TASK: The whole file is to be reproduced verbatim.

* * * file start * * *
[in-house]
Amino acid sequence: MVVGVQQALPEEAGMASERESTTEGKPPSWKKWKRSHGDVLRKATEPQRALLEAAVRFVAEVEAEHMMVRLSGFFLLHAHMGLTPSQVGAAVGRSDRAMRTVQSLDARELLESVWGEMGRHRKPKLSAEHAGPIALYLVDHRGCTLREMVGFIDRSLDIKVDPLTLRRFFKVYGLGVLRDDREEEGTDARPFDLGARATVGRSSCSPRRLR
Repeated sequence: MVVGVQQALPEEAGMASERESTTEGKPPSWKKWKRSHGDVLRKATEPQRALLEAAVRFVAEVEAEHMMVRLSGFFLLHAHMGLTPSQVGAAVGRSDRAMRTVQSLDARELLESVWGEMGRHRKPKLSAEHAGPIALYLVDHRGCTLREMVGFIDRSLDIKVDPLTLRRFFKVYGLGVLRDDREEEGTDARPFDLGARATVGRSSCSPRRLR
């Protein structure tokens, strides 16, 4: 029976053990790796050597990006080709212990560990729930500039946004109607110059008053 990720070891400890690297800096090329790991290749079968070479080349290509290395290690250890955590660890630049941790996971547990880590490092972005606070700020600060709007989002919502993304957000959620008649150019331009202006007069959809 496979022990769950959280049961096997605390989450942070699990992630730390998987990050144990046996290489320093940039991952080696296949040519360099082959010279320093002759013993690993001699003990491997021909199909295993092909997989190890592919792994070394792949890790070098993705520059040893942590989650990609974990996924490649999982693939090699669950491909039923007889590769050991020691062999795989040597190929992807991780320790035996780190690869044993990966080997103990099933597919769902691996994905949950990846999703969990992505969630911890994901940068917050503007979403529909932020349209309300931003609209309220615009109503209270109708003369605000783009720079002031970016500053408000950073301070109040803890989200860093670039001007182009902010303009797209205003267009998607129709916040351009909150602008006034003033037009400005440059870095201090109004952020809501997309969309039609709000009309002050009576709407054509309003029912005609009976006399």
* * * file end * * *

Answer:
[in-house]
Amino acid sequence: MVVGVQQALPEEAGMASERESTTEGKPPSWKKWKRSHGDVLRKATEPQRALLEAAVRFVAEVEAEHMMVRLSGFFLLHAHMGLTPSQVGAAVGRSDRAMRTVQSLDARELLESVWGEMGRHRKPKLSAEHAGPIALYLVDHRGCTLREMVGFIDRSLDIKVDPLTLRRFFKVYGLGVLRDDREEEGTDARPFDLGARATVGRSSCSPRRLR
Repeated sequence: MVVGVQQALPEEAGMASERESTTEGKPPSWKKWKRSHGDVLRKATEPQRALLEAAVRFVAEVEAEHMMVRLSGFFLLHAHMGLTPSQVGAAVGRSDRAMRTVQSLDARELLESVWGEMGRHRKPKLSAEHAGPIALYLVDHRGCTLREMVGFIDRSLDIKVDPLTLRRFFKVYGLGVLRDDREEEGTDARPFDLGARATVGRSSCSPRRLR
């Protein structure tokens, strides 16, 4: 029976053990790796050597990006080709212990560990729930500039946004109607110059008053 990720070891400890690297800096090329790991290749079968070479080349290509290395290690250890955590660890630049941790996971547990880590490092972005606070700020600060709007989002919502993304957000959620008649150019331009202006007069959809 496979022990769950959280049961096997605390989450942070699990992630730390998987990050144990046996290489320093940039991952080696296949040519360099082959010279320093002759013993690993001699003990491997021909199909295993092909997989190890592919792994070394792949890790070098993705520059040893942590989650990609974990996924490649999982693939090699669950491909039923007889590769050991020691062999795989040597190929992807991780320790035996780190690869044993990966080997103990099933597919769902691996994905949950990846999703969990992505969630911890994901940068917050503007979403529909932020349209309300931003609209309220615009109503209270109708003369605000783009720079002031970016500053408000950073301070109040803890989200860093670039001007182009902010303009797209205003267009998607129709916040351009909150602008006034003033037009400005440059870095201090109004952020809501997309969309039609709000009309002050009576709407054509309003029912005609009976006399």